I never thought I would find myself in such a hard situation. But I have to go through all these endless problems to reach somewhere better.

How do you stand your current situation?
It is not a good situation. Everything is uncertain. Our future is not clear We do not know what will happen tomorrow.

How has the coronavirus affected your daily life, feelings, behavior and mood?
The situation before Corona was bad enough, the situation after or during Corona is just as bad. No difference, no change.

Hasn’t Corona effected your comings and goings
Yes it has. We need to wear masks when we go out.

So you have not felt any significant difference and change in your life?
No, because I am inside my unit all day, I do not go to work, so I am not scared of Corona. The ones who go to work should be afraid and take precautions to prevent infection.

Why did you leave your country?
When I left Afghanistan, I was very young. I went to Iran because my dad wanted me to. Our financial situation was terrible. My dad told me I had to go to Iran and work.

How long have you been away from Afghanistan?
8 years.

How long were you in Iran?
I was in Iran for 6 years and then in Greece for two years.

After 6 years in Iran, why did you decide to come to Europe? Why didn’t you return to your country?
I worked in Iran but I did not have a work permit. And when we told Iranians they should pay us more, they threatened to call the police and send us back to our respective countries. So, we had to work and send money to our families to support them. After 6 years, it was not possible to return to Afghanistan. There was no work there and the security situation was very precarious. Then my dad told me I had to go to Europe to change my life for the better.

How did you feel the first time you left Afghanistan?
When I left Afghanistan, I was very young, I did not understand anything. My dad told me that I had to become a man, I had to work. My dad’s words gave me confidence, and I found the courage to go to Iran for work.

How old were you then?
I was twelve. When I left Afghanistan, I was twelve.

How did you find your way to Europe?
I traveled inside a truck from Afghanistan to Iran. There were 25 people in the truck. The trip to Iran was very hard. I was young then, I was only twelve years old.

How did you travel from Iran to Turkey?
I traveled in a Peugeot with twelve other people. Four of us, including me, were in the trunk. It was hard to breathe.

Did you have to walk part of the way or were you in a car the entire trip?
We had to walk, too. We walked two days in the mountains. It was raining and was cold. This was very difficult to bear.

What season was it?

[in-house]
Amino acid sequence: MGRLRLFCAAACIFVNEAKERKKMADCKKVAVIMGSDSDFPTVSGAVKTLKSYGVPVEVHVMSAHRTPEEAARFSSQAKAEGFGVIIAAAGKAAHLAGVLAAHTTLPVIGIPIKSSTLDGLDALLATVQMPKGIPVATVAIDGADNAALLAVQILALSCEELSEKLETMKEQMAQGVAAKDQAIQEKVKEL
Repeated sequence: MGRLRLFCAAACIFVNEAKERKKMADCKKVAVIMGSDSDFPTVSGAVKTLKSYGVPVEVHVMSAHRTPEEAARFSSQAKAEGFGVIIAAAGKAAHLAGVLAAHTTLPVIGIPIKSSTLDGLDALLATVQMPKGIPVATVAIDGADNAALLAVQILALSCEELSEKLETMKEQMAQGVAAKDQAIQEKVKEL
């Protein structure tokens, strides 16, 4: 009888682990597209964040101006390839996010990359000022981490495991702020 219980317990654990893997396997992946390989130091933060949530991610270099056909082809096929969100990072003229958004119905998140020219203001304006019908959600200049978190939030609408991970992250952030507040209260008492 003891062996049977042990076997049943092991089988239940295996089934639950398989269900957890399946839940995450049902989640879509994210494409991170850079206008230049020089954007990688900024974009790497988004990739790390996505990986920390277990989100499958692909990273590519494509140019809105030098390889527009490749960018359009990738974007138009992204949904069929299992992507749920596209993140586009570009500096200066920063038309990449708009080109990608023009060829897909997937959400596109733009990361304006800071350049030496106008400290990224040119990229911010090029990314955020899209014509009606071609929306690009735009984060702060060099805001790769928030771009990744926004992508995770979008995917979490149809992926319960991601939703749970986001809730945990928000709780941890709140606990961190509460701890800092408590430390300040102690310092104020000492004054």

It was fall, very rainy and cold.

How long did the whole trip take?
Four days. Two days we walked in the rain through the mountains, which was very trying. We had neither food nor water. We were very hungry.

How did you get from Turkey to Greece?
I do not know what kind of car took us from Turkey to Greece. There were 75 of us in the car. We could neither sit nor breathe. We were in the car until we reached the beach. At the beach, forty-five of us were put in a ten-meter boat and were told to move towards a light far ahead. Over there, is the island (Lesbos) and the police will take you to shore.

How could 75 people fit inside the car?
We were all standing, there was not enough room for us, so they kicked us and stuffed us into the car. We could not even breathe.

How big was the car?
The car was small. I think it was three meters long, but the human traffickers were able to fit 75 people inside.

Were there any families among you?
They were mostly families, there was only a few who were traveling alone like me.

Were there any children or seniors inside the car?
Yes, there were 3 or 4 children and 2 or 3 old men.

Was it hard for them? How was their situation inside the car?
It was hard. The young kids got trampled. It was very bad inside the small car. It was hard for the old men,too. They were glued to a corner, and they could not even move. They could not breathe well.

Did you see anyone get injured there? When you all got out of the car, was everyone okay?
Not really. When we got out of the car, we were all dizzy and unaware of our surroundings. We could not recognize each other due to the lack of oxygen inside the car.

Which part of your trip do you remember and will never forget?
When I was traveling from Afghanistan to Iran in a truck with 25 other people. The road was very uneven and bumpy. My legs were injured. I have not forgotten this, and I never will.

How did your legs get injured? What happened?